Oddly enough I was planning to write a post about commenting on blogs and comments in general. Just as I was sitting down to begin the post, I received an email telling me one of the blogs I follow had a new post. The post was entitled – For Ariane and Those Who Lie Awake At Night.
A little backtracking is in order – about a week ago during another late night blog surfing session (finding blogs related to autism has become nothing short of obsessive – who says the apple doesn’t fall far from the tree?) I found a blog, Life and Ink. The writer is a mom whose autistic son is now a young man. Since she began the blog last fall it was easy to read all her posts, which I did. As I did, I wrote a comment on one particularly moving post and then she answered and I kept reading and read this:
“And with that said dear reader, if YOU need help, if YOU are overwhelmed, contact me. Talk to me. Let me or another parent who has been there listen and help you. If we pooled our resources and decades of experience just think of the difference we can make for each other and for our children.
Now that makes me happy.”
When I read that, I was in the middle of trying to put the series of autistic writers together for the Huffington Post and I was writing the introduction to the series. I thought about what Charlotte had written and it inspired me to write a hypothetical conversation:
“What if, instead of receiving that memorable phone call when Emma was first diagnosed, I received a call that went something like this:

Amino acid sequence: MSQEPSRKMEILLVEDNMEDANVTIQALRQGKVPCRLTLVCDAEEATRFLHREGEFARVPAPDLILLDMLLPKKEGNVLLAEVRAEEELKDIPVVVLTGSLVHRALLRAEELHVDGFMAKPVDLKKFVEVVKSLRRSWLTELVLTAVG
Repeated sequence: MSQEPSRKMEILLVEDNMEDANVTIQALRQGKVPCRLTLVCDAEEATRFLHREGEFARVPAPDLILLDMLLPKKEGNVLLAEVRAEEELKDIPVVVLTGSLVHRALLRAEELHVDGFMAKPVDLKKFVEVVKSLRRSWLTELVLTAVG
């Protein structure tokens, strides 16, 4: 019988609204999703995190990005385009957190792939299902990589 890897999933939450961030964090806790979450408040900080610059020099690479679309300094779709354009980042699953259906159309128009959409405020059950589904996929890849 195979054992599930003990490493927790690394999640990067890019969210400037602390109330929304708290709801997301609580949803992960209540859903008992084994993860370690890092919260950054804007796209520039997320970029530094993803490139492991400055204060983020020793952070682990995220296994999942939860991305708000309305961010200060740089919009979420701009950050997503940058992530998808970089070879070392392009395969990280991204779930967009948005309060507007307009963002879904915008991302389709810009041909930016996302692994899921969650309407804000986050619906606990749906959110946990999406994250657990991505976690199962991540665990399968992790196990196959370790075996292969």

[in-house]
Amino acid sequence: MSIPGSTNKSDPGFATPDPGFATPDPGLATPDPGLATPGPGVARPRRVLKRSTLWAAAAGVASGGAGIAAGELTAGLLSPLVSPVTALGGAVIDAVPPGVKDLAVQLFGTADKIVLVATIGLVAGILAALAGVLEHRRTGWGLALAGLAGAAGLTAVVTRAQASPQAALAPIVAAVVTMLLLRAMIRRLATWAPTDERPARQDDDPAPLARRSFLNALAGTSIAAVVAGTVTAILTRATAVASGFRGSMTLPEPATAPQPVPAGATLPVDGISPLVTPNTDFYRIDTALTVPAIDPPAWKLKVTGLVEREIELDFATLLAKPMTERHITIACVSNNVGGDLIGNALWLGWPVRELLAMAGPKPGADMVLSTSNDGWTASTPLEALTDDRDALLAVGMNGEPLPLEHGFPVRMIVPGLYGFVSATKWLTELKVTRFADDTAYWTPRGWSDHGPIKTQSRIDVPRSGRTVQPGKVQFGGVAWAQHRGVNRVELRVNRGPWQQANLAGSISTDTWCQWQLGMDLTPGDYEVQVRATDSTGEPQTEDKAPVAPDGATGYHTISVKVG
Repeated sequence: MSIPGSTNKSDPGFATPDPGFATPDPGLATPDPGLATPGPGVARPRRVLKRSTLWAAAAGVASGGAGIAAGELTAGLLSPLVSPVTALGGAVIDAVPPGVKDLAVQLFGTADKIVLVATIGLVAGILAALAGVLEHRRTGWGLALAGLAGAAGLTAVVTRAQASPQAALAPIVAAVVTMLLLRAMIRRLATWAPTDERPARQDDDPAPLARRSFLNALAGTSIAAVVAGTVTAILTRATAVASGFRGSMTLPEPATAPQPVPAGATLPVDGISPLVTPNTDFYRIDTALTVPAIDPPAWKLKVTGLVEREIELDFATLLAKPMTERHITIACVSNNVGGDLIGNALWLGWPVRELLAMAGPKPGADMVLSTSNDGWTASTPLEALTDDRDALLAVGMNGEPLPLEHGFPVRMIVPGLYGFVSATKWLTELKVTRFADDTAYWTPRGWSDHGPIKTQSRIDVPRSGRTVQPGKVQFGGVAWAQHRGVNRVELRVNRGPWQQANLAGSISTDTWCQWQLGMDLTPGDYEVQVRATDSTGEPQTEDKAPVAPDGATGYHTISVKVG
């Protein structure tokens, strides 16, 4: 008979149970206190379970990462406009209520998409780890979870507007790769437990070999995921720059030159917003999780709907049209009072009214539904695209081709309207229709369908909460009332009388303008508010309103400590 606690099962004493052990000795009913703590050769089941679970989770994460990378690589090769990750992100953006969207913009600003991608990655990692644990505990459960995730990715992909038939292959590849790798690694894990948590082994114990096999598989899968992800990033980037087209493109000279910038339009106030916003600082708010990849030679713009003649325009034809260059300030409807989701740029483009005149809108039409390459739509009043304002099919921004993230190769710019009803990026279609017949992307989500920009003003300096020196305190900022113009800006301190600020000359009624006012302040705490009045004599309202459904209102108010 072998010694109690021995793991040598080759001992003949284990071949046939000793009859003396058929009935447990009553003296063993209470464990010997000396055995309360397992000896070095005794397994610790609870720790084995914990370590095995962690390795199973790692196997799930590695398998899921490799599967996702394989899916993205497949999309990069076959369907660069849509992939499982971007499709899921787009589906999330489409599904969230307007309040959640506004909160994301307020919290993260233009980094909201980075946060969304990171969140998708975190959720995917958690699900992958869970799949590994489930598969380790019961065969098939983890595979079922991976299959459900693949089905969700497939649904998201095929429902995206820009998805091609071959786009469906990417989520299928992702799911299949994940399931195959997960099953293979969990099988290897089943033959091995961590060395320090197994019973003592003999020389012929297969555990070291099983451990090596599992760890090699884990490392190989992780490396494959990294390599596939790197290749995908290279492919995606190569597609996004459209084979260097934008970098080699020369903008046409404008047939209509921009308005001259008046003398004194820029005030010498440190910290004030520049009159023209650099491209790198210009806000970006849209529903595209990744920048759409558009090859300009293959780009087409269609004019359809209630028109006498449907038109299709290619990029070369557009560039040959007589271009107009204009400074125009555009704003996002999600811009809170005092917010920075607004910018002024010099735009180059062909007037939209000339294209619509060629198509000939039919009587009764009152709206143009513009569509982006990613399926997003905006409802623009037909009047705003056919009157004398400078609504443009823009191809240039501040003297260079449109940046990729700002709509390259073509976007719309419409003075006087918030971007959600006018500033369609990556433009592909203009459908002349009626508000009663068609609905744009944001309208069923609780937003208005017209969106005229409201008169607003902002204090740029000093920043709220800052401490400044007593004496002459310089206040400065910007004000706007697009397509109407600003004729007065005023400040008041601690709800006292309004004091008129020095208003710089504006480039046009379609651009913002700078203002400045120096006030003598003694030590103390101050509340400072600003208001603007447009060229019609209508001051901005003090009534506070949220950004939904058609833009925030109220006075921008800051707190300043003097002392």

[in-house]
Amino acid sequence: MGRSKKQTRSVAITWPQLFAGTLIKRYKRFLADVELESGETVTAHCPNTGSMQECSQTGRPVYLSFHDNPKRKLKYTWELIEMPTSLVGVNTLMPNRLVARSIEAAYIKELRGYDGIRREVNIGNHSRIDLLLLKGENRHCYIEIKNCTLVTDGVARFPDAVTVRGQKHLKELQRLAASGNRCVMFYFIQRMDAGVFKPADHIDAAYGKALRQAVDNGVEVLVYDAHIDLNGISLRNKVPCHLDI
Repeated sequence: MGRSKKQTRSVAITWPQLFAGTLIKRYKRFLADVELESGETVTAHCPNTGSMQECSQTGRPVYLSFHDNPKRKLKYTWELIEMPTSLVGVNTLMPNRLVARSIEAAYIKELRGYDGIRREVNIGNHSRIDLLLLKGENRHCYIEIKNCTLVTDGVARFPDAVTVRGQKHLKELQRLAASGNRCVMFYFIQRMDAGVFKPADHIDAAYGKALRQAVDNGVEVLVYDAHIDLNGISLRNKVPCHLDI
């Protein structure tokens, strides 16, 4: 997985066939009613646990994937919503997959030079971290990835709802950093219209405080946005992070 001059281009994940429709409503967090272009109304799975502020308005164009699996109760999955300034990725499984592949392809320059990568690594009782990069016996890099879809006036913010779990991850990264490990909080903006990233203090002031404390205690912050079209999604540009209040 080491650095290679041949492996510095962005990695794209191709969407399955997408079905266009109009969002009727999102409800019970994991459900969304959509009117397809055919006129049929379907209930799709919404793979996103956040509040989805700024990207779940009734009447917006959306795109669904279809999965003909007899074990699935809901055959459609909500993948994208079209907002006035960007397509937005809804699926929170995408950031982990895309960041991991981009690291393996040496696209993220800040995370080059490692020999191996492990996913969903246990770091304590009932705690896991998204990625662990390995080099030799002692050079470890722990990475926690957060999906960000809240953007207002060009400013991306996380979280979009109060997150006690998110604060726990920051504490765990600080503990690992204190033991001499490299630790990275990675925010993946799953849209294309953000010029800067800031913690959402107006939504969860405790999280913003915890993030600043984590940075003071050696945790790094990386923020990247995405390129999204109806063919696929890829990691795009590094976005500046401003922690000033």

“Your daughter has been diagnosed with autism.”
“Let me give you a list of blogs and people you can call who have been where you are now. I think you’ll find them invaluable. These are parents whose children are autistic and autistic adults who are happy to speak with you. They will help you help your child.”
When the HuffPo piece was published I commented on Life and Ink telling her that she had inspired me to write that. We then wrote back and forth and now she’s written the post that I’ve added the link to. In that post she writes (in response to something I’d written earlier about lying awake in the middle of the night and listening to “the voice” – “The voice knows once you share what it has said it will lose its potency, its grip on you. And that is why talking to people about what you are feeling, what it is saying, is so important. That is why these blogs are so important.”
I don’t know if any of this makes sense to everyone reading this, but each comment I receive on Emma’s Hope Book is like a little gift. Each time I comment on someone else’s blog and they reply, it’s the same. A little gift wrapped up in words to savor.
On this most recent Huffington Post piece an autist wrote – “I have this feeling we’ll both soldier on.” I loved that he wrote “we” because the truth is “we” will. We will soldier on… together. (As Emma would say.)
So to all of you who have commented – thank you. And to all who haven’t, but think about doing so, DO! It’s wonderful and I promise you, I’ll respond. I promise.
For more on Emma’s journey through a childhood of autism and ours, go to: Emma’s Hope Book